Take the 2-minute tour ×
Stack Overflow is a question and answer site for professional and enthusiast programmers. It's 100% free, no registration required.

Just getting started learning how to develop plugins for JIRA, and I was following this tutorial: https://developer.atlassian.com/display/JIRADEV/Creating+a+Custom+Field+Type which is very well written, but the one thing I"m not clear on is how much of the packaging and deployment commands I have to re-run each time I iterate on my design?

I have a pretty fast box, but between the atlas-mvn eclipse:eclipse command, the atlas-create-jira-plugin-module command and the atlas-run command, it feels like I'm doing some old school heavy compiling on each iteration. Like the 'run get a coffee while you wait' kind of compiling. Are any of those steps unnecessary on a local re-deploy after code update?

share|improve this question

1 Answer 1

up vote 1 down vote accepted

The atlas-run command downloads an entire jira server application (a bundled tomcat) in your current folder and starts it up.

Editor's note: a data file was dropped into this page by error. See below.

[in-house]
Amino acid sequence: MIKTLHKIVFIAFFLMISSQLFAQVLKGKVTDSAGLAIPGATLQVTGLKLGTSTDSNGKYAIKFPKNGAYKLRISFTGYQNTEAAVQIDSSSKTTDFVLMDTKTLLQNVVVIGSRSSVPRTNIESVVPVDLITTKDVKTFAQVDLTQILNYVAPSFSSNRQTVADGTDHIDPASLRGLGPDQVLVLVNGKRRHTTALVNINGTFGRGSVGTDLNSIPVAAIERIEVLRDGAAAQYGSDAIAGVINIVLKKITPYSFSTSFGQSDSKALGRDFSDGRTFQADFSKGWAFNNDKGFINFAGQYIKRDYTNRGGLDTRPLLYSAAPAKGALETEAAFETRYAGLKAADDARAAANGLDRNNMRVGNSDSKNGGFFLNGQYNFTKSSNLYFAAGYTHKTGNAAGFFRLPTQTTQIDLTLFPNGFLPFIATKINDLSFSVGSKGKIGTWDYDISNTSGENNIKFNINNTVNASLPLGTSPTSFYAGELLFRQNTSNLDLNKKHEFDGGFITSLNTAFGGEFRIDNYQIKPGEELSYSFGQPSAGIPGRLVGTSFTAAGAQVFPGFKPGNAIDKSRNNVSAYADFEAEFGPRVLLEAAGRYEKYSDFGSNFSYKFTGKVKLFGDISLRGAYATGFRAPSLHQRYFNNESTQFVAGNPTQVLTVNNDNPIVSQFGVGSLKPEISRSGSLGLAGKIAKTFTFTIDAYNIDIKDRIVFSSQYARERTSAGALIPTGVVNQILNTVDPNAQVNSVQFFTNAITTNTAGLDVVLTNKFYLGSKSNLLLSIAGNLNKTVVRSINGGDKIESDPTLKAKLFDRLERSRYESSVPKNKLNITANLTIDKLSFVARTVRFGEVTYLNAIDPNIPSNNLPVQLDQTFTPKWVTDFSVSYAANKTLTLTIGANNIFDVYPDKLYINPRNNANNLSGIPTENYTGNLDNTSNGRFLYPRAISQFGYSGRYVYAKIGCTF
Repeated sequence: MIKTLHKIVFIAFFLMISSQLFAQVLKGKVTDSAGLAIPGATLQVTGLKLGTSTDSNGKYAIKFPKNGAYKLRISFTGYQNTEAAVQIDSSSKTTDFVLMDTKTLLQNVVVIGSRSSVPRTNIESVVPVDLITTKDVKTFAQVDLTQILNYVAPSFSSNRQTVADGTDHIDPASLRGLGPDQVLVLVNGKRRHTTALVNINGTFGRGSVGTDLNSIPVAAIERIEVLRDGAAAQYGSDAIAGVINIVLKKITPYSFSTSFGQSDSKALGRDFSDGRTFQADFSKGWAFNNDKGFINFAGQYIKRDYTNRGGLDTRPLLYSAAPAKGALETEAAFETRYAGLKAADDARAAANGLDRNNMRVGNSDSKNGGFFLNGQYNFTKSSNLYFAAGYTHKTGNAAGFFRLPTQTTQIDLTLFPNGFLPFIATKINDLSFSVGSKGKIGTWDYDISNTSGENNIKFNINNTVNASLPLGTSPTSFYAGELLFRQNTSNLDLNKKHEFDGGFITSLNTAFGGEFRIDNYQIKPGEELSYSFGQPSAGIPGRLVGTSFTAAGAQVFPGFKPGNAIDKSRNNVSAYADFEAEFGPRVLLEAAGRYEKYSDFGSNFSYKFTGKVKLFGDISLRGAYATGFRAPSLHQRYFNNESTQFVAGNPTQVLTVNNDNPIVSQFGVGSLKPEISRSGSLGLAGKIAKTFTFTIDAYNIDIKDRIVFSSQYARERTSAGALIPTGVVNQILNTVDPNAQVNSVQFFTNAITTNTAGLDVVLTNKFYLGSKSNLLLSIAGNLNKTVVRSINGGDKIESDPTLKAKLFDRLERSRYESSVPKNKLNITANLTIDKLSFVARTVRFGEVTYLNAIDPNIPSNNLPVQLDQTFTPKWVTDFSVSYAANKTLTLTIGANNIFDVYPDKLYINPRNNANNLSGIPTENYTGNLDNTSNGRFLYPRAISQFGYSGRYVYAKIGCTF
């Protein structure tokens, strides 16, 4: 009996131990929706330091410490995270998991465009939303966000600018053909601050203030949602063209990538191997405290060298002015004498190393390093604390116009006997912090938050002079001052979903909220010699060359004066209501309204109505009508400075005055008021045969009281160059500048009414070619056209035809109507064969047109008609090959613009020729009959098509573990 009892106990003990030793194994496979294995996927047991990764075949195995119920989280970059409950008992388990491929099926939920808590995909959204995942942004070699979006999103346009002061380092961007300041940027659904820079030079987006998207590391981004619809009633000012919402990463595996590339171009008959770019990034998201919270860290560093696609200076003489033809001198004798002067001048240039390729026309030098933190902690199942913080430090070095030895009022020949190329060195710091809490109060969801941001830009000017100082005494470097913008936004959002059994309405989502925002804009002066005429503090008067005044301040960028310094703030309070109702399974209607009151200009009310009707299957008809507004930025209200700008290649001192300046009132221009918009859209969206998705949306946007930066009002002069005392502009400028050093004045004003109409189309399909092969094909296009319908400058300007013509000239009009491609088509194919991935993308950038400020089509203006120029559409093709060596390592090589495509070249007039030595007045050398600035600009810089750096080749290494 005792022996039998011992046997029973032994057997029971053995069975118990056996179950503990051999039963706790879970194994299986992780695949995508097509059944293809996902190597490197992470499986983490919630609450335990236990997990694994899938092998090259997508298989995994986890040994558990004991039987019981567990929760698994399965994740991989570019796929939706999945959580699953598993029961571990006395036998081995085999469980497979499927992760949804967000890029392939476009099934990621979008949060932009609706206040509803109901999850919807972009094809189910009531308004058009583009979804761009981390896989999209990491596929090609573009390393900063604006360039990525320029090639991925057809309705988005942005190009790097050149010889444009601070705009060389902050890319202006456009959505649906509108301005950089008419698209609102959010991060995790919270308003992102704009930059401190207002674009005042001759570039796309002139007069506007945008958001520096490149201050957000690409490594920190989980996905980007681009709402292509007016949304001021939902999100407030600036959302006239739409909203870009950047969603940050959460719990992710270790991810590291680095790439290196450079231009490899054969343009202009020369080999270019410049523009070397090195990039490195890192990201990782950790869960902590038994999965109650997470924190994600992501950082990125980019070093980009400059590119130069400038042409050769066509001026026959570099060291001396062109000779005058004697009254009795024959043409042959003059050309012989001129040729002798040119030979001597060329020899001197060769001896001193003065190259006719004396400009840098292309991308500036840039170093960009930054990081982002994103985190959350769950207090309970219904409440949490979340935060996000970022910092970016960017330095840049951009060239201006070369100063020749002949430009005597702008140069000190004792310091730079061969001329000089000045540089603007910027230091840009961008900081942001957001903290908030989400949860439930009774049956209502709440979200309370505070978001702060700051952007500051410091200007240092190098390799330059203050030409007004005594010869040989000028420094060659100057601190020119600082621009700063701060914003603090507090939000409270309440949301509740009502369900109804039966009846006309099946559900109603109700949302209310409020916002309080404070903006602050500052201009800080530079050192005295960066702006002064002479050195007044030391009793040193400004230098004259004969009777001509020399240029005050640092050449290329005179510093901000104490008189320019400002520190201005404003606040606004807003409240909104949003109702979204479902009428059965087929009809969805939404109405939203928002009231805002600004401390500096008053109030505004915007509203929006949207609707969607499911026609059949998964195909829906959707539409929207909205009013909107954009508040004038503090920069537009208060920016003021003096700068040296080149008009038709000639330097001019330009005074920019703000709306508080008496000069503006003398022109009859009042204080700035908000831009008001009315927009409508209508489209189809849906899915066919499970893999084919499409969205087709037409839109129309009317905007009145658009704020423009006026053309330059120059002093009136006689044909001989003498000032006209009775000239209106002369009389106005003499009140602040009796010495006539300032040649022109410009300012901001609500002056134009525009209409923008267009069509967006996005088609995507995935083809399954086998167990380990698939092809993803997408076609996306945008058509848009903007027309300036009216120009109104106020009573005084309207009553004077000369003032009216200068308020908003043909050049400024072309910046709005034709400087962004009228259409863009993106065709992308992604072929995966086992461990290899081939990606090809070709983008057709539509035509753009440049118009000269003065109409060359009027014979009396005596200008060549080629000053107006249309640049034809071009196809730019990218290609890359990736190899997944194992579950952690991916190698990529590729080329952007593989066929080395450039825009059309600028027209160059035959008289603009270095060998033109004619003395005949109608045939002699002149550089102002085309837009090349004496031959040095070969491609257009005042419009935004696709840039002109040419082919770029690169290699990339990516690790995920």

You don't have to run atlas-mvn eclipse:eclipse every time you make a change to your code. That's just in the beginning when constructing the eclipse plugin.

I would suggest the following:


Download and install a regular Jira installation locally. (the exact version you need, if not the latest one)


Package (compile your plugin) by going into the project folder and running atlas-mvn clean package.

This will compile your plugin jar file to the target folder.

STEP 3 - installing the plugin

Once you have your plugin jar file, there are 2 ways to install / deploy it, depending on what type of plugin it is: plugins1 or plugins2

(Here's the difference the two types: https://confluence.atlassian.com/display/JIRA043/Differences+between+Plugins1+and+Plugins2)

plugins1: A plugin of this type gets installed in the WEB-INF/lib of your application, and starts up along with the Jira tomcat server. Of course, this means that every time you re-deploy it, you have to shut down Jira, copy your jar there, and start it up again.

plugins2: Most of the plugins are of this type. This kind of plugin can be installed while Jira is started from the "add-ons" administration menu. (so you don't have to shut down Jira everytime you update the code)

This way of deployment will save you a lot of time.

share|improve this answer

Your Answer


By posting your answer, you agree to the privacy policy and terms of service.

Not the answer you're looking for? Browse other questions tagged or ask your own question.